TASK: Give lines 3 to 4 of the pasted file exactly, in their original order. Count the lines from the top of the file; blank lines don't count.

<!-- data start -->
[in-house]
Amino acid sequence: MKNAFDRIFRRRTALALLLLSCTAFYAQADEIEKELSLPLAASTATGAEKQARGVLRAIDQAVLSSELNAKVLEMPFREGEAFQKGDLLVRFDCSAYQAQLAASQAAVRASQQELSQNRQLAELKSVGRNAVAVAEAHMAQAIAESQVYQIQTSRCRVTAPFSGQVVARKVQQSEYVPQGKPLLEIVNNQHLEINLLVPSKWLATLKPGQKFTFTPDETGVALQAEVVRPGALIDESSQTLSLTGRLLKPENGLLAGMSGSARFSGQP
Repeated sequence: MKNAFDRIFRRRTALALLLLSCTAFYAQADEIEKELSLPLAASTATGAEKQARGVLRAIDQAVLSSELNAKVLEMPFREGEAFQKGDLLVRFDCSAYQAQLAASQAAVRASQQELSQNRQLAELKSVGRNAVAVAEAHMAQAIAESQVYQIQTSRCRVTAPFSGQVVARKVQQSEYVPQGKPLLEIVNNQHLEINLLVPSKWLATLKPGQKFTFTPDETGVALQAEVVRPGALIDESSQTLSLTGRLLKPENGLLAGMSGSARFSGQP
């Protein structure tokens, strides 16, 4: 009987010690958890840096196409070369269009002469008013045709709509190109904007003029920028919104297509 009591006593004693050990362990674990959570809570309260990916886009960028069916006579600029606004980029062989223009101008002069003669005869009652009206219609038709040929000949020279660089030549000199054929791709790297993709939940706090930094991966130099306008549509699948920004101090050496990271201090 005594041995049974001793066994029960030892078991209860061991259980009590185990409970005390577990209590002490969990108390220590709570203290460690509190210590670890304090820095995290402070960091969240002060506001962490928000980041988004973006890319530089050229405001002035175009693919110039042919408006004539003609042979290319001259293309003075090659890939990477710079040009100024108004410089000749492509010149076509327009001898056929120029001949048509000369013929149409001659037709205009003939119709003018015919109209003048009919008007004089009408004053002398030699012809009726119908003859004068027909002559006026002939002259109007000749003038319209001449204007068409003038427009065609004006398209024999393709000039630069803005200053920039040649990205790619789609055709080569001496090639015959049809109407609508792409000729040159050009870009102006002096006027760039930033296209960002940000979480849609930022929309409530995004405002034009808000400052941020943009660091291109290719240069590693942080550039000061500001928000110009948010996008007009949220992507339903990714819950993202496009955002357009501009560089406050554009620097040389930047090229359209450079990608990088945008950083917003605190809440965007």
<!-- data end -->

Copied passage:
Repeated sequence: MKNAFDRIFRRRTALALLLLSCTAFYAQADEIEKELSLPLAASTATGAEKQARGVLRAIDQAVLSSELNAKVLEMPFREGEAFQKGDLLVRFDCSAYQAQLAASQAAVRASQQELSQNRQLAELKSVGRNAVAVAEAHMAQAIAESQVYQIQTSRCRVTAPFSGQVVARKVQQSEYVPQGKPLLEIVNNQHLEINLLVPSKWLATLKPGQKFTFTPDETGVALQAEVVRPGALIDESSQTLSLTGRLLKPENGLLAGMSGSARFSGQP
């Protein structure tokens, strides 16, 4: 009987010690958890840096196409070369269009002469008013045709709509190109904007003029920028919104297509 009591006593004693050990362990674990959570809570309260990916886009960028069916006579600029606004980029062989223009101008002069003669005869009652009206219609038709040929000949020279660089030549000199054929791709790297993709939940706090930094991966130099306008549509699948920004101090050496990271201090 005594041995049974001793066994029960030892078991209860061991259980009590185990409970005390577990209590002490969990108390220590709570203290460690509190210590670890304090820095995290402070960091969240002060506001962490928000980041988004973006890319530089050229405001002035175009693919110039042919408006004539003609042979290319001259293309003075090659890939990477710079040009100024108004410089000749492509010149076509327009001898056929120029001949048509000369013929149409001659037709205009003939119709003018015919109209003048009919008007004089009408004053002398030699012809009726119908003859004068027909002559006026002939002259109007000749003038319209001449204007068409003038427009065609004006398209024999393709000039630069803005200053920039040649990205790619789609055709080569001496090639015959049809109407609508792409000729040159050009870009102006002096006027760039930033296209960002940000979480849609930022929309409530995004405002034009808000400052941020943009660091291109290719240069590693942080550039000061500001928000110009948010996008007009949220992507339903990714819950993202496009955002357009501009560089406050554009620097040389930047090229359209450079990608990088945008950083917003605190809440965007």